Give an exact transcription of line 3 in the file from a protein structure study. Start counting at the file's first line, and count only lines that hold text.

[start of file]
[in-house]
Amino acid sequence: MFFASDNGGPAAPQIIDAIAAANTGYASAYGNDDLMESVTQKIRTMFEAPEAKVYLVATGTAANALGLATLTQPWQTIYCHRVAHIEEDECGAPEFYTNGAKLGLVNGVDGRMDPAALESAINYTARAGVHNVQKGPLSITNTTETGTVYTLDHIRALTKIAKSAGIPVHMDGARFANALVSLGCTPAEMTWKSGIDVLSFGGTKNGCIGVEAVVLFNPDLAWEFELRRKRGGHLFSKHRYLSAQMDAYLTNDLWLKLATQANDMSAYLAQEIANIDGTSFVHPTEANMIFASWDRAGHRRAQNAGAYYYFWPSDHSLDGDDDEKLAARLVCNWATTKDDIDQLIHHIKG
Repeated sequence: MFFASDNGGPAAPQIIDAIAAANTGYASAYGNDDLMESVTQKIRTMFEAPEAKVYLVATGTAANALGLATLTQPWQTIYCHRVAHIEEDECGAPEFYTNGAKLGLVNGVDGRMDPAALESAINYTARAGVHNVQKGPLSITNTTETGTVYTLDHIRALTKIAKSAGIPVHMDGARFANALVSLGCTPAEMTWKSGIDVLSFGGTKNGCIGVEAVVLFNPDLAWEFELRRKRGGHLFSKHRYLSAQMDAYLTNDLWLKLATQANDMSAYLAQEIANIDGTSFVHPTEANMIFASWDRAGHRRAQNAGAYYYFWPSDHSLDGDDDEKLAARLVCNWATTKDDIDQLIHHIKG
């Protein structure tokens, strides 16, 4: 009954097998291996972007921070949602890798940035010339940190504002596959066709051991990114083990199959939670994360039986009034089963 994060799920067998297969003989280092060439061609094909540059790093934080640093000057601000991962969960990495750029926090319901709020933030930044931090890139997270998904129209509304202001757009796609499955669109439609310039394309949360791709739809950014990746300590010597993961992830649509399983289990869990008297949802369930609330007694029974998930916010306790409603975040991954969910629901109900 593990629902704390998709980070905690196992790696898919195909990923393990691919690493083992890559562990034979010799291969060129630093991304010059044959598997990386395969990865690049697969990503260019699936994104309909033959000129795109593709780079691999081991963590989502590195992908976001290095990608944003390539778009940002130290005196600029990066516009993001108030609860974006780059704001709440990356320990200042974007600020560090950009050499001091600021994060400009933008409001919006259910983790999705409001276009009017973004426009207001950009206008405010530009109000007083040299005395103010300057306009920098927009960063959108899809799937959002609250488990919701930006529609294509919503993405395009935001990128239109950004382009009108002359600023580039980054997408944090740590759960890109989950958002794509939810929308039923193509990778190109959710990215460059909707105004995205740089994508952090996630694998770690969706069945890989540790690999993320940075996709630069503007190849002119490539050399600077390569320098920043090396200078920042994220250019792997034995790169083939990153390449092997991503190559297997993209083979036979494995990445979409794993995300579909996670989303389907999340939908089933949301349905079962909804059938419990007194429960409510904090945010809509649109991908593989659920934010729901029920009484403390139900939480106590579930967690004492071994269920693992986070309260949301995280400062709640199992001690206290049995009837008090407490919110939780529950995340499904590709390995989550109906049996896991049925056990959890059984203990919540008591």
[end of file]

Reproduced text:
Repeated sequence: MFFASDNGGPAAPQIIDAIAAANTGYASAYGNDDLMESVTQKIRTMFEAPEAKVYLVATGTAANALGLATLTQPWQTIYCHRVAHIEEDECGAPEFYTNGAKLGLVNGVDGRMDPAALESAINYTARAGVHNVQKGPLSITNTTETGTVYTLDHIRALTKIAKSAGIPVHMDGARFANALVSLGCTPAEMTWKSGIDVLSFGGTKNGCIGVEAVVLFNPDLAWEFELRRKRGGHLFSKHRYLSAQMDAYLTNDLWLKLATQANDMSAYLAQEIANIDGTSFVHPTEANMIFASWDRAGHRRAQNAGAYYYFWPSDHSLDGDDDEKLAARLVCNWATTKDDIDQLIHHIKG